Why I stand with Big Bird.
October 5, 2012 by Bill Palmer
I stand with Big Bird.
There’s sudden talk of killing off federal funding to PBS, which would endanger the ability of shows like Sesame Street to remain on the air in certain markets or at all. It’s long been a popular target of certain politicians who want to show they mean business when it comes to reducing federal spending and bringing down the deficit. That’s a nice idea, but targeting Big Bird doesn’t add up in terms of math or societal impact. Let’s take a look at what’s really going on here…
The numbers are, for once, quick and easy. PBS accounts for 0.012% of the federal budget. Cutting off all of that funding wouldn’t so much as make a dent in the deficit. Those who believe that such minuscule cuts “add up” simply don’t understand the math of it. Each American pays about ten cents per month to keep Big Bird alive. It’s the dime you drop and don’t bother to pick up because your hands are too full and the floor is too dirty. So let’s not pretend this is a budget issue…
No more numbers, I promise. There’s a reason why PBS has to be publicly funded: it airs the kind of programming which, while of high quality and enjoyed by millions of Americans, is of the type which either can’t – or shouldn’t – attract advertisers. When PBS delivers a night at the symphony, let’s just say that airing music on television isn’t something that advertisers line up to get behind (ever wonder why MTV rarely shows music videos anymore?) regardless of how many people tune in. And when it comes to something like Sesame Street and a host of other vital PBS children’s shows, the fact that they are primarily educational and not overly commercialized is due directly to the fact that they’re not corporate backed. Even the best of kids shows on Disney are more entertainment than educational because Disney is a for-profit operation and needs to air content that it can sell advertising on (and kids can’t watch Disney unless their parents can afford cable). So we don’t get to have a show like Sesame Street unless we fund it directly. And since individual donations are unpredictable and are therefore unreliable, it takes a dime out of everyone’s pocket to keep Big Bird on air instead.
So if public funding for Sesame Street is necessary and is so tiny that it’s not a real budget or deficit issue anyway, why do certain politicians keep targeting it specifically? That’s another matter…
Saying you’re going to fix the deficit by killing off PBS first is like saying you’re going to clear out space in your five hundred gigabyte hard drive by throwing away a word processing file, as cleverly quipped last night by Neil DeGrasse Tyson, whose popular science specials on PBS would never attract enough corporate advertisers to survive on their own. Politicians all know that, and so making an example out of PBS is mere misdirection aimed at fooling the kind of people who don’t know much about the budget: if I tell these dummies I’m firing Big Bird then they’ll think I’m serious about budget cuts whether I am or not. Then I can do anything I want once they stop paying attention.
But it runs deeper than that. Local PBS affiliates in affluent areas around the nation might still survive on the donations of local wealthy viewers alone. But it’s a virtual certainty that local PBS affiliates in poor neighborhoods would be shuttered immediately. So even if Big Bird did manage to survive the end of his federal funding, poor kids would grow up without him; only the wealthy kids would still get to watch Sesame Street and gain the educational benefit of what we all got out of growing up with it. Politicians all know this as well. So when they target Big Bird, what they’re saying is that they don’t care about the education of poor kids. Extrapolate on that however you like.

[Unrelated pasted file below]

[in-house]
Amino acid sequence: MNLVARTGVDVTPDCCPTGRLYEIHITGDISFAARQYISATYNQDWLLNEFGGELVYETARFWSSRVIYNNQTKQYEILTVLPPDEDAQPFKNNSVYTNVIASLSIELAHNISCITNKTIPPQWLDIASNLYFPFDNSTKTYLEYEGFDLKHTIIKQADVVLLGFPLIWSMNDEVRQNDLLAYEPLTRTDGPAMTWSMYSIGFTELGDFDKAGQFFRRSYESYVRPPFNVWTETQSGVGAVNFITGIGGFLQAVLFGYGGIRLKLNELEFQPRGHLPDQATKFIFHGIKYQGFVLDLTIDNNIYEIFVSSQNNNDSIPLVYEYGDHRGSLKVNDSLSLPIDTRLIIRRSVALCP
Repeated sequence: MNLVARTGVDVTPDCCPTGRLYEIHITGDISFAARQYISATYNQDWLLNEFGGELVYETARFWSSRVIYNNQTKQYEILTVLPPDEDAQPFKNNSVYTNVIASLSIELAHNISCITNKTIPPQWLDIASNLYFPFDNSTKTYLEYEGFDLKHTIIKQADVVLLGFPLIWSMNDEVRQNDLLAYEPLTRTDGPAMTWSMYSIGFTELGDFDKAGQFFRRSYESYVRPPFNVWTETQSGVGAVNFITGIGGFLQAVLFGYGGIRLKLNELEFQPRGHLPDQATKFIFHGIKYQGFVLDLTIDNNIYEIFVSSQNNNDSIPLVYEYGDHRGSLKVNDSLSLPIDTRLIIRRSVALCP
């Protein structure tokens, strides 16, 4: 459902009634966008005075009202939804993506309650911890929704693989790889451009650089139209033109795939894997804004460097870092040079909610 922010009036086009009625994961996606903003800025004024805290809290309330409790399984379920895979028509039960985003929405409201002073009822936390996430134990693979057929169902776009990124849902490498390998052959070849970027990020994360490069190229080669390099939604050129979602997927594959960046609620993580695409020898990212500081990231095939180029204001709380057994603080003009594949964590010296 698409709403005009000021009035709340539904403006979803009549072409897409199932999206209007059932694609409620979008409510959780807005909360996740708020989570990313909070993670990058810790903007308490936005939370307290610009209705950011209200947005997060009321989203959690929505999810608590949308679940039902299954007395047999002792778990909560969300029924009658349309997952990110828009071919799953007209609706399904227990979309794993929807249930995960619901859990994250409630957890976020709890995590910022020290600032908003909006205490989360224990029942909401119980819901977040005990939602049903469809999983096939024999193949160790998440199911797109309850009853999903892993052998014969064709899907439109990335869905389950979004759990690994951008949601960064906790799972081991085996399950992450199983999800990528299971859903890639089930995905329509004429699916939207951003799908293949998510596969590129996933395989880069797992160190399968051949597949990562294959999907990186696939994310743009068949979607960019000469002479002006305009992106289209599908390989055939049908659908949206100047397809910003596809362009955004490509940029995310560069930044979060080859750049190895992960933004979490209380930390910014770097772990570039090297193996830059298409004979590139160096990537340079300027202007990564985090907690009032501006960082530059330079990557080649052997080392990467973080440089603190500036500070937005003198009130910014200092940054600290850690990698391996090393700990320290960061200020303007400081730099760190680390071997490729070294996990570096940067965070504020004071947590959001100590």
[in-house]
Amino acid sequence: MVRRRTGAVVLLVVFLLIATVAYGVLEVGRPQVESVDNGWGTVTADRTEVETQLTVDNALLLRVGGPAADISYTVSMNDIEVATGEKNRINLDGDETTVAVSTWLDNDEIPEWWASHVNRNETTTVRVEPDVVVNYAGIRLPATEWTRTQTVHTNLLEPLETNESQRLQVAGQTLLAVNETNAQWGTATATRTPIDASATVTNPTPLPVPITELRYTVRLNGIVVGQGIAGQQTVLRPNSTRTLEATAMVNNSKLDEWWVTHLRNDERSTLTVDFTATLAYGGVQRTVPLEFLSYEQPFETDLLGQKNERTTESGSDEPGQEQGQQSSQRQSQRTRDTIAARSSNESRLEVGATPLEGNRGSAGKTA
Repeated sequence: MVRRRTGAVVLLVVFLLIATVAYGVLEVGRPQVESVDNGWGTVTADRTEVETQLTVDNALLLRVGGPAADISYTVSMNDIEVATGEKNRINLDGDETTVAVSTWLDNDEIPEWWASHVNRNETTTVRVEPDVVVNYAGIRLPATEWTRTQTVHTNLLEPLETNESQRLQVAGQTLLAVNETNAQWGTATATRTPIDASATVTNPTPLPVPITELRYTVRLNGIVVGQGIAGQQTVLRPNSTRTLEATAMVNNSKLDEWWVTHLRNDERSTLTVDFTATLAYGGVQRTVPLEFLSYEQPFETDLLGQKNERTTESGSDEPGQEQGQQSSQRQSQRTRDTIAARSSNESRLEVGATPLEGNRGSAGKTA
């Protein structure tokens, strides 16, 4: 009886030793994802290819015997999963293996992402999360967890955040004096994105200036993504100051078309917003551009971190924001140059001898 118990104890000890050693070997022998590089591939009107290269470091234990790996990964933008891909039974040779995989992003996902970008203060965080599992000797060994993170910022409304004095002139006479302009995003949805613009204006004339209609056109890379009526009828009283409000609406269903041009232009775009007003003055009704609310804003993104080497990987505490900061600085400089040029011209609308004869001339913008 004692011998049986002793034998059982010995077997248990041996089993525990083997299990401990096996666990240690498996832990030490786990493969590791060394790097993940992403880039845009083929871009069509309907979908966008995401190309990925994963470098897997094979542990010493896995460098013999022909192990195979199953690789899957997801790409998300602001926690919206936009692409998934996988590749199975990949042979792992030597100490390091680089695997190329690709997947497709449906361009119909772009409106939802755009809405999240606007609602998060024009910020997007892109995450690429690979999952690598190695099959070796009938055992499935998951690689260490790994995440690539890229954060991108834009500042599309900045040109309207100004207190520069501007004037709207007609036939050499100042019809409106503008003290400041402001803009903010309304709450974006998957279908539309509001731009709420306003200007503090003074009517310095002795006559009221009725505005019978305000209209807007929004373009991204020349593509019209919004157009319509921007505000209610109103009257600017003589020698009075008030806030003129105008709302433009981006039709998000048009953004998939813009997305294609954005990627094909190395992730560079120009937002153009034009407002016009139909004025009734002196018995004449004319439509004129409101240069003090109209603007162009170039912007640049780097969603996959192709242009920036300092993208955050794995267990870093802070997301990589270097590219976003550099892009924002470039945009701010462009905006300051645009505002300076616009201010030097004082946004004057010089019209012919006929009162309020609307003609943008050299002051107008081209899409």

We decided long ago – in fact the founding fathers decided – that every American kid would get a chance to go to school and get an education, and that schools would be publicly funded to make sure that poor kids get the same educational opportunity as the rich kids. We all pay for it collectively. It’s the price you pay for an educated and ultimately civilized society. Those wealthy parents who want to send their kids to expensive private schools have the option to do so. But we don’t make a kid sit home from kindergarten because his parents are broke. Argue all you want about the merit or efficiency of the overall school system. But when it comes to PBS, it costs each of a us a dime and it ensures that our kids and everyone else’s kids will grow up learning a thing or two from Sesame Street. One could argue that PBS is the one small piece of the public education system which is both inexpensive and a complete success. If anything, we should be having great debates about whether the budget for PBS should be expanded in these times when more parents can’t afford private preschool and the amount of quality corporate-backed children’s television continues to dwindle. Even doubling it or tripling PBS funding still wouldn’t represent a serious concern in the overall federal budget. Again, politicians on both sides of the aisle know that.
When a politician tries to show he means business on the budget by targeting Big Bird, he knows that there’s no monetary reason to do so, and he knows that there’s every societal reason not to. In doing so, he’s either trying to mislead the least informed voters who can’t do the math, or by touting a move which would give rich kids an educational advantage over other kids, he may be channeling something much darker. That’s up to voters to decide. All I know is this:
I stand with Big Bird. And you should too.